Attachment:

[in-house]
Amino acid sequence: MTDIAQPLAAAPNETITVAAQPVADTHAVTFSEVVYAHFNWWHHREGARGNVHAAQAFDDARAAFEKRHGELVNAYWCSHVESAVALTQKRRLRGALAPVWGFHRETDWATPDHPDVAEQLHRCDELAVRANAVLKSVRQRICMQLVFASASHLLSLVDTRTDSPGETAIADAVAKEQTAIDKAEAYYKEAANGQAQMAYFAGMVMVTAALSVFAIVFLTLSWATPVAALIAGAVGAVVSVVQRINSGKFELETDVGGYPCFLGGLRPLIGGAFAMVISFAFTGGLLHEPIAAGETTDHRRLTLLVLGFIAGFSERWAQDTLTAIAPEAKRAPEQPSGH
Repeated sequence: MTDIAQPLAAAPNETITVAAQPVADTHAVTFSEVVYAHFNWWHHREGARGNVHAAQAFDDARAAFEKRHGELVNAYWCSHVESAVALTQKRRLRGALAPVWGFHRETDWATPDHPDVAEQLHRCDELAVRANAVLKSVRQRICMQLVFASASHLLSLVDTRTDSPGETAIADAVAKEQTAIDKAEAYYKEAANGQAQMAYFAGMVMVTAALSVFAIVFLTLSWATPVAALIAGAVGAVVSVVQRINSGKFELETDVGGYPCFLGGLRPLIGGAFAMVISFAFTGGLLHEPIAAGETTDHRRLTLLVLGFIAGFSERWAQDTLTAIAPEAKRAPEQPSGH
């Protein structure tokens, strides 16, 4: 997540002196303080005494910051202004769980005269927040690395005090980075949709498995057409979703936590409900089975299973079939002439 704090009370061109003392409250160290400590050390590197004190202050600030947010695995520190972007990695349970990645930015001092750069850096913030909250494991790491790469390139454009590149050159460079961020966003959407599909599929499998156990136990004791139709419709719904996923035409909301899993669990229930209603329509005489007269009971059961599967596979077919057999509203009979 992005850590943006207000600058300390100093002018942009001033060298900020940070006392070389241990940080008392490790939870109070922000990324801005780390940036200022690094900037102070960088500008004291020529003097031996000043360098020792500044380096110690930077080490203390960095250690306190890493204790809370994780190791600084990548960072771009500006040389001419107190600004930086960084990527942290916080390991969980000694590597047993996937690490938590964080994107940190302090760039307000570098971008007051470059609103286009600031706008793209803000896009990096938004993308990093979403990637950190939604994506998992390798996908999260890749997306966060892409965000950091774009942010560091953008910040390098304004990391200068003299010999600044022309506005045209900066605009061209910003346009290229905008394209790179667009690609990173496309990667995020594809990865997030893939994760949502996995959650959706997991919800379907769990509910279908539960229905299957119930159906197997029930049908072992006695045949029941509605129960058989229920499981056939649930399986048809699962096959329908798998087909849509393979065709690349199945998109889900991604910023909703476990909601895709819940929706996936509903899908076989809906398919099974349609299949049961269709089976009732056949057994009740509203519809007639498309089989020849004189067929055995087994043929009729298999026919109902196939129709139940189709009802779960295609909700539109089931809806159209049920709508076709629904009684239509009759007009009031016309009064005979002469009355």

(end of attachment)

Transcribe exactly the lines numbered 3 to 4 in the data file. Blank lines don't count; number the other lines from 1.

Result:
Repeated sequence: MTDIAQPLAAAPNETITVAAQPVADTHAVTFSEVVYAHFNWWHHREGARGNVHAAQAFDDARAAFEKRHGELVNAYWCSHVESAVALTQKRRLRGALAPVWGFHRETDWATPDHPDVAEQLHRCDELAVRANAVLKSVRQRICMQLVFASASHLLSLVDTRTDSPGETAIADAVAKEQTAIDKAEAYYKEAANGQAQMAYFAGMVMVTAALSVFAIVFLTLSWATPVAALIAGAVGAVVSVVQRINSGKFELETDVGGYPCFLGGLRPLIGGAFAMVISFAFTGGLLHEPIAAGETTDHRRLTLLVLGFIAGFSERWAQDTLTAIAPEAKRAPEQPSGH
């Protein structure tokens, strides 16, 4: 997540002196303080005494910051202004769980005269927040690395005090980075949709498995057409979703936590409900089975299973079939002439 704090009370061109003392409250160290400590050390590197004190202050600030947010695995520190972007990695349970990645930015001092750069850096913030909250494991790491790469390139454009590149050159460079961020966003959407599909599929499998156990136990004791139709419709719904996923035409909301899993669990229930209603329509005489007269009971059961599967596979077919057999509203009979 992005850590943006207000600058300390100093002018942009001033060298900020940070006392070389241990940080008392490790939870109070922000990324801005780390940036200022690094900037102070960088500008004291020529003097031996000043360098020792500044380096110690930077080490203390960095250690306190890493204790809370994780190791600084990548960072771009500006040389001419107190600004930086960084990527942290916080390991969980000694590597047993996937690490938590964080994107940190302090760039307000570098971008007051470059609103286009600031706008793209803000896009990096938004993308990093979403990637950190939604994506998992390798996908999260890749997306966060892409965000950091774009942010560091953008910040390098304004990391200068003299010999600044022309506005045209900066605009061209910003346009290229905008394209790179667009690609990173496309990667995020594809990865997030893939994760949502996995959650959706997991919800379907769990509910279908539960229905299957119930159906197997029930049908072992006695045949029941509605129960058989229920499981056939649930399986048809699962096959329908798998087909849509393979065709690349199945998109889900991604910023909703476990909601895709819940929706996936509903899908076989809906398919099974349609299949049961269709089976009732056949057994009740509203519809007639498309089989020849004189067929055995087994043929009729298999026919109902196939129709139940189709009802779960295609909700539109089931809806159209049920709508076709629904009684239509009759007009009031016309009064005979002469009355």